7. A FORMAL CRIMINAL BACKGROUND SEARCH will be ordered by the agency, generally from a private investigator, after you have accepted a contingent offer of employment. The agency is obligated to provide the family with the complete results of this investigation. The family and the agency are responsible to follow the rules established by the Fair Credit Reporting Act in the ordering/processing of this pre-employment background search.
  8. CLIENT AND NANNY SATISFACTION is usually checked by the agency within 1-4 weeks of employment. The agency can act as an intermediary to resolve any conflicts. First time nannies should feel free to contact the agency immediately if they feel there is a problem or question.

Online Nanny Services

These are a relatively new entry into the nanny employment market. The leader among these services is 4nannies.com Inc.

A web-based service will provide some but not all of the services of the traditional full-service agency described above. It is important to understand the differences.

For a nanny, the most important distinction is that no-one has pre-screened the families using the online services. You need to exercise reasonable caution to protect your personal information and safety.

Some nannies evaluate the relative safety of an online service by the fees charged to the families. If someone can post a job for a nominal amount - say $20 - or worse yet not pay to post, there is no guarantee that this is really a job. Internet predators do exist and you have to be careful. Some nannies only feel comfortable using the more expensive and well established services, concluding that these higher fees and the experience of the site operators will weed out much - but never all - of the risk. Please take a few minutes before signing up with any service to learn how they work. If the website doesn't explain, call the company. If you cannot get an answer either way (some don't publish toll-free phone numbers!) keep looking for a different service. NEVER provide your Social Security Number or Drivers License Number as part of an online nanny service registration. EVER. When you are hired the family will need this to conduct a background search, but not before then.

How an online service typically works:

  1. FEES are charged by the online services to the families to use the service. Some online services charge the nanny a fee also to list. The more established services, such as 4nannies.com Inc. offer their site's services free to nannies.
    WARNING:  Be very cautious of services such as Craigslist that allow free family postings and charge you to apply to these 'jobs'. See scam warnings below.
  2. ONLINE APPLICATIONS have been developed to collect your basic information for families. This will include name, address (generally not published), telephone numbers and information about your background and experience. Most questions are multiple choice - this allows the families at the site to search the applicants efficiently. The family will be able to screen applicants to only see those looking for full time, live in employment in Florida for example. There will usually be a few 'essay style' questions - consider these and answer carefully as families look to these answers for clues about your personality.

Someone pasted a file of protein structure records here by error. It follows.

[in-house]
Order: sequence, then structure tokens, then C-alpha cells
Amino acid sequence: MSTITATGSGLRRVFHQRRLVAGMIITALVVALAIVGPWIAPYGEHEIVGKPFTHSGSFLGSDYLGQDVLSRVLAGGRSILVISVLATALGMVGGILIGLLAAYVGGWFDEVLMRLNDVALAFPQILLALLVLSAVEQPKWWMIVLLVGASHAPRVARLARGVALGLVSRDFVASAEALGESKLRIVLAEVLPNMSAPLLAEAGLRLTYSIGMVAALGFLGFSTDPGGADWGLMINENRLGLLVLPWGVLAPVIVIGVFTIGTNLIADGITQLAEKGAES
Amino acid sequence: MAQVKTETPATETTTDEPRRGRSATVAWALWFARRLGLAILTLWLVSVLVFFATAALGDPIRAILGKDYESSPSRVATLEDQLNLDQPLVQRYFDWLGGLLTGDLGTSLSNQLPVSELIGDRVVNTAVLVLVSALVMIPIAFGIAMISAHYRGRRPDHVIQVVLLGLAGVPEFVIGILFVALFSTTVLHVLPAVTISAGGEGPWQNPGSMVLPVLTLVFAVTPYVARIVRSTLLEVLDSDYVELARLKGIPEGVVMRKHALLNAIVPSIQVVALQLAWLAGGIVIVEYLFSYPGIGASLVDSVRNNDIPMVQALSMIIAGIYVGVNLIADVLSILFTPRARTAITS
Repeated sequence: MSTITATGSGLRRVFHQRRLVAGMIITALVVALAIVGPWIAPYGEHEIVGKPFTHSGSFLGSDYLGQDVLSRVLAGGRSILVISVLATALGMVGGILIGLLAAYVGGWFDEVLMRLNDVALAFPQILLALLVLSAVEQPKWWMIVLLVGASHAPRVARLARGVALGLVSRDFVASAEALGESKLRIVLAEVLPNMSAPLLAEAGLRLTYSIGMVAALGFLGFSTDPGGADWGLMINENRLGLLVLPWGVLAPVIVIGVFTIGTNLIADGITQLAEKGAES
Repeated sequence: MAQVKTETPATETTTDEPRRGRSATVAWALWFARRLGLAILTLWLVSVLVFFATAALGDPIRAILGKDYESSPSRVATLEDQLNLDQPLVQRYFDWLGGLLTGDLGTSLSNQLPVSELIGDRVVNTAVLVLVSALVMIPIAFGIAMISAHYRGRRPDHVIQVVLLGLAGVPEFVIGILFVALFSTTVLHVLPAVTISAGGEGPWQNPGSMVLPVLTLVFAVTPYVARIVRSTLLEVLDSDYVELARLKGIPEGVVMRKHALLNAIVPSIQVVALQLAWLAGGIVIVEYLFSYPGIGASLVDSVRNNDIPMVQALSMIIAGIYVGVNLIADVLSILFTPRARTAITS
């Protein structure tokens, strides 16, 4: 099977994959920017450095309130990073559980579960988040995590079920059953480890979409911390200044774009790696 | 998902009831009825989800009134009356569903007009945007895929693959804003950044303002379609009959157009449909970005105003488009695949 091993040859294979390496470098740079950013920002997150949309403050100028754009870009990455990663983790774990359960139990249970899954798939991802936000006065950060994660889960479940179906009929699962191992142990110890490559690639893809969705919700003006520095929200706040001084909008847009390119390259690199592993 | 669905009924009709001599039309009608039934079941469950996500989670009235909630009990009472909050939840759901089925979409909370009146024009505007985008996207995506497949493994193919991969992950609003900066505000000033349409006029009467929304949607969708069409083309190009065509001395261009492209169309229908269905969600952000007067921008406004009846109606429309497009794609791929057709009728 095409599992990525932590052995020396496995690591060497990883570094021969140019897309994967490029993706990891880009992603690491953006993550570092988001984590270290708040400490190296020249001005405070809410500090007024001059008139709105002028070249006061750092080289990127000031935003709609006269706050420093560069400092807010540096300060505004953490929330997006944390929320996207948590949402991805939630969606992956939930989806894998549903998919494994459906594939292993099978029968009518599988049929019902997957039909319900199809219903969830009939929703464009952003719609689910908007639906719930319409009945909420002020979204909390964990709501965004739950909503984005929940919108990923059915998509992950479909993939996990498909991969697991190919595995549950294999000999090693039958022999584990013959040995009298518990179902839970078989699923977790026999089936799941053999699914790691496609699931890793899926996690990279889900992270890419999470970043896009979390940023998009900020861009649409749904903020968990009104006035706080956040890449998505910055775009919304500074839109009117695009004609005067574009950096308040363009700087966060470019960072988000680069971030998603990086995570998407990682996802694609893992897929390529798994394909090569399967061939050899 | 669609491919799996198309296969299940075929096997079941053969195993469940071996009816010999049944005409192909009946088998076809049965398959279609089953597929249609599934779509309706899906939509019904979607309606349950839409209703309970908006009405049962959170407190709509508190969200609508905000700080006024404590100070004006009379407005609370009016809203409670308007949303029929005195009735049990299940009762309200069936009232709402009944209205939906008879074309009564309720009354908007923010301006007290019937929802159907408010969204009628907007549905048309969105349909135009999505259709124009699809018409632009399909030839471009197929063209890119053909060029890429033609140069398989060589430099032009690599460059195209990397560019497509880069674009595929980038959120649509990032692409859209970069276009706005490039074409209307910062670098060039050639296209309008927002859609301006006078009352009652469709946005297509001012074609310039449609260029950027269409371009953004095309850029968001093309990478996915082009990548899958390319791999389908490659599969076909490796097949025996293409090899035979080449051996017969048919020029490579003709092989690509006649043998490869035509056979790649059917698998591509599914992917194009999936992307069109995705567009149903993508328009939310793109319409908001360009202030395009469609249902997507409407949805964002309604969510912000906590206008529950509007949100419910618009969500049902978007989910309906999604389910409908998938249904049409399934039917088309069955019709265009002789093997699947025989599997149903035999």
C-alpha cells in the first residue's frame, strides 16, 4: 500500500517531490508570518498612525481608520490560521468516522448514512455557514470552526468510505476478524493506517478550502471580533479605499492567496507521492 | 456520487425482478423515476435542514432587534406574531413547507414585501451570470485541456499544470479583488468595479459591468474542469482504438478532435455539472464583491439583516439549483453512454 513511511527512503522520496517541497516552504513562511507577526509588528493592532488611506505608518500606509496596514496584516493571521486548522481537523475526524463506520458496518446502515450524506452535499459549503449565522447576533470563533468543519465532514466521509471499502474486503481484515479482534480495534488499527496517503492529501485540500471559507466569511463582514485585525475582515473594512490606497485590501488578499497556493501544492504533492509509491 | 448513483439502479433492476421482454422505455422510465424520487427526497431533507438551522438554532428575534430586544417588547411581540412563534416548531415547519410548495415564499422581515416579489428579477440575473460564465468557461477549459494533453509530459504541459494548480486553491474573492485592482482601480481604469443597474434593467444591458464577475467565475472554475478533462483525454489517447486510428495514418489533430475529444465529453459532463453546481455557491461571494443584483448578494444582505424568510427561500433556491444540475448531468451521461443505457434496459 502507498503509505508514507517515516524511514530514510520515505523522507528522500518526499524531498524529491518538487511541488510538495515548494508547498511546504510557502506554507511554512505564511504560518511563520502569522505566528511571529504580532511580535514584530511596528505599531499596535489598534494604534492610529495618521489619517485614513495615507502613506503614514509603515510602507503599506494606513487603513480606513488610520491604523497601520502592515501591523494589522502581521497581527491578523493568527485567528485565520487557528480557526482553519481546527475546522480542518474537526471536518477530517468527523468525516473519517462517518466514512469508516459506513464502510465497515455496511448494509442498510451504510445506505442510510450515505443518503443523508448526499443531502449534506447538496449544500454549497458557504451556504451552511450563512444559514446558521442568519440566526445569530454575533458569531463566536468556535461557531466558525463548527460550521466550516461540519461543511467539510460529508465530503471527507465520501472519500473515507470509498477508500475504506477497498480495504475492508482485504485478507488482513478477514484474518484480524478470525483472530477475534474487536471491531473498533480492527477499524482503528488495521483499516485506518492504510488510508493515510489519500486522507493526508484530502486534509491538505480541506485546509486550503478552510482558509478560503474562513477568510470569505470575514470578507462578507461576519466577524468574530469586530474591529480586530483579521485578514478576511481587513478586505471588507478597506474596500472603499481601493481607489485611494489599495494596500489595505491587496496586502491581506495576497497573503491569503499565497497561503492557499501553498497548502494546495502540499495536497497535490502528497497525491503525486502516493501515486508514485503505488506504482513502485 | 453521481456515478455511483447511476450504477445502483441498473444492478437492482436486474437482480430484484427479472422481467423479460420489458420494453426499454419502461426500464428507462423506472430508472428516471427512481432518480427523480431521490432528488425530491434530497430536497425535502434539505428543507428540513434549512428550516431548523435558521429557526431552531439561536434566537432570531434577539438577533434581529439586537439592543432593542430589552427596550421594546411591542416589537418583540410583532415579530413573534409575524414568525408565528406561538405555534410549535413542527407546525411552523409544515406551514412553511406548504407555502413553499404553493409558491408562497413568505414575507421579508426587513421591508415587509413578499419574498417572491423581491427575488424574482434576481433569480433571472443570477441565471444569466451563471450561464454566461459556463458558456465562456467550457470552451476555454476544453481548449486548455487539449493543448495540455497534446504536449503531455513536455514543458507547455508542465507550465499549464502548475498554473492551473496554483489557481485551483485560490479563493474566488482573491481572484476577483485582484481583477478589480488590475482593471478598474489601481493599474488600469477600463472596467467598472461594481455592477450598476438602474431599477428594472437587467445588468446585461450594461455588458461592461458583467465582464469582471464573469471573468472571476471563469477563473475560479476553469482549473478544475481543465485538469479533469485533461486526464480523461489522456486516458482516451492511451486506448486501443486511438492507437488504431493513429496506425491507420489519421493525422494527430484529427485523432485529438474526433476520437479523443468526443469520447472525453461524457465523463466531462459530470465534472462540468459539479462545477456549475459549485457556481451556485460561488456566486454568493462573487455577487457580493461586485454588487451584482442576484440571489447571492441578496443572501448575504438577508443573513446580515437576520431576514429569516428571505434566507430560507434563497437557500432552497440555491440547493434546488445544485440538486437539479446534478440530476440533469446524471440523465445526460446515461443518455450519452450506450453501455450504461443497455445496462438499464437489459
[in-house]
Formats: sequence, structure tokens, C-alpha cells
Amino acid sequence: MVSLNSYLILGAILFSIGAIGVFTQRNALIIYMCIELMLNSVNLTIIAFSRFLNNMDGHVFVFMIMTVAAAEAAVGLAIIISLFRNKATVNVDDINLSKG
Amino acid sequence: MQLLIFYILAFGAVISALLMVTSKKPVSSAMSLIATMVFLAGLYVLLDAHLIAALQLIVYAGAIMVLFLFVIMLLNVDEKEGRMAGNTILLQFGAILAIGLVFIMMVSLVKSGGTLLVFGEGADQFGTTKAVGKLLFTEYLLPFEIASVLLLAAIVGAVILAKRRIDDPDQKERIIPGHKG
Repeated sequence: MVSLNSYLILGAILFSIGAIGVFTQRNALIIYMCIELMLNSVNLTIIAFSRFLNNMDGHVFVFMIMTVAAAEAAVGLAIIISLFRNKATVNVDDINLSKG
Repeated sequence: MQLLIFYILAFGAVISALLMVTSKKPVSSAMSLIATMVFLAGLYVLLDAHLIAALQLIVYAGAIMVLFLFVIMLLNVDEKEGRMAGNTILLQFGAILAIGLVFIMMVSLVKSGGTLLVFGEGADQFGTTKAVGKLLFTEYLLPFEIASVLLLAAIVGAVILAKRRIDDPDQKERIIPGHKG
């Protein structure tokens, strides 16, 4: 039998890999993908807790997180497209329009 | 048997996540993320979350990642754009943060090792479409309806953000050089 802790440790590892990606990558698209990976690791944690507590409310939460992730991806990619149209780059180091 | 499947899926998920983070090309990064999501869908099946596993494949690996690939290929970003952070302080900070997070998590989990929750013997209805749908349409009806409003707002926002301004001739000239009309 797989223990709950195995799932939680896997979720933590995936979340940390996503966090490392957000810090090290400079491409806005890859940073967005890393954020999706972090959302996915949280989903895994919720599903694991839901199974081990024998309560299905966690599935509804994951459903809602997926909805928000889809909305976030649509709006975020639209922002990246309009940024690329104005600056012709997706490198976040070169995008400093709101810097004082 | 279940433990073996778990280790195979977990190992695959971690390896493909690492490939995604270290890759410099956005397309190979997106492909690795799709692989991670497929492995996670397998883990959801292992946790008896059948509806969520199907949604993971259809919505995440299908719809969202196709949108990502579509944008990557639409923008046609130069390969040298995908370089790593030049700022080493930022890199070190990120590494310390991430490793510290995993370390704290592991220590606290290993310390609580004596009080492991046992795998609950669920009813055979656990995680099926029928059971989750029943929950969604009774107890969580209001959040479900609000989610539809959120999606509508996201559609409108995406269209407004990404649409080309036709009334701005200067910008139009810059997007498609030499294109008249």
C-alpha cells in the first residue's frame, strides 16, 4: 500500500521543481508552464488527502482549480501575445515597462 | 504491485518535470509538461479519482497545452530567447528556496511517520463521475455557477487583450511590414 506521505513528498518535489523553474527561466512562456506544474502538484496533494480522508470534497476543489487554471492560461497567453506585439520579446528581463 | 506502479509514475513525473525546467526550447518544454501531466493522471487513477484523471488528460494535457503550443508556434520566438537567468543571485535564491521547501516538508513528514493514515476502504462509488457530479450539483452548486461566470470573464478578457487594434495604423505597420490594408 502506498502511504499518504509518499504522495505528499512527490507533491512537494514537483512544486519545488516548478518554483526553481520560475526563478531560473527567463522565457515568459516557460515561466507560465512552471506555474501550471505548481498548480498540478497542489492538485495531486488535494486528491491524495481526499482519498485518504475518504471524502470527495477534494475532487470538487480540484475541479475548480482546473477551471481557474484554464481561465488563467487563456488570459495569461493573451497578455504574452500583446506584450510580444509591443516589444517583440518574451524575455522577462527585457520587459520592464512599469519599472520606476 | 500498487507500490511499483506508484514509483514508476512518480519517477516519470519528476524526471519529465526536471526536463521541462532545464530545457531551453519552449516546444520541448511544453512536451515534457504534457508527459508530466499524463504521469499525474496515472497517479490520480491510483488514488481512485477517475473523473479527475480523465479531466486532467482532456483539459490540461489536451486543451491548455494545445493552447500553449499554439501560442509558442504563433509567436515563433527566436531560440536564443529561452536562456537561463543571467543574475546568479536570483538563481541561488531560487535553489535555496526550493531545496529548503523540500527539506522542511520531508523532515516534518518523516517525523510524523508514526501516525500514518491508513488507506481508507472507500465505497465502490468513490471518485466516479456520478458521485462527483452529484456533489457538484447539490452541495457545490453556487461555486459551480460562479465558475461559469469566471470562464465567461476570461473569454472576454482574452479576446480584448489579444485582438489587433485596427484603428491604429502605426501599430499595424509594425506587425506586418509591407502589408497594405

3. FINDING THE JOB on most online services is a two way street. You may be contacted directly by a family, or you may find a job and apply directly to the family.
  4. FAMILIES DO ALL THE SCREENING of prospective nannies when they use an online service. Expect the family to request that you provide some or all of the following: a resume, proof of your educational credentials, two or more personal and two or more professional/work references complete with name, address and telephone numbers, copy of your driving record, and a copy of a medical statement that you are in good health. You are advised to withhold your Social Security Number until after the job interview, when you know whether you would like to work for this family or not.
  5. INTERVIEWING is scheduled between yourself and the family. You may want to consider having more than one interview, if geographically feasible. It is safest to have your first meeting in a public place - however if you are going to the family home you should either bring a friend with you (he/she can wait in the car or at the corner coffee shop) or make sure you leave the name, address and phone number with someone as a precaution. And remember, it is okay to ask the family for references too. Talk to their former nanny or childcare provider if at all possible before you accept the position.
  6. FAMILIES MAKE ALL THE JOB OFFERS. You need to be sure you get your job offer in writing, specifying duties, hours, compensation and benefits.

    TIP! Better online sites such as 4nannies.com, provide the nanny candidates with information on their websites to help you negotiate a fair work agreement and compensation structure.
  7. FAMILIES ORDER CRIMINAL BACKGROUND AND DMV RECORDS SEARCHES generally after you have discussed and agreed on the job. You must provide the family with a signed document authorizing the investigating agency to search your records and provide this information to the family. This is the proper time and place for you to provide your Social Security Number and Drivers License Number.
  8. FAMILIES CRAFT THE FINAL WORK AGREEMENT. They are generally responsible for making any transportation arrangements, if applicable.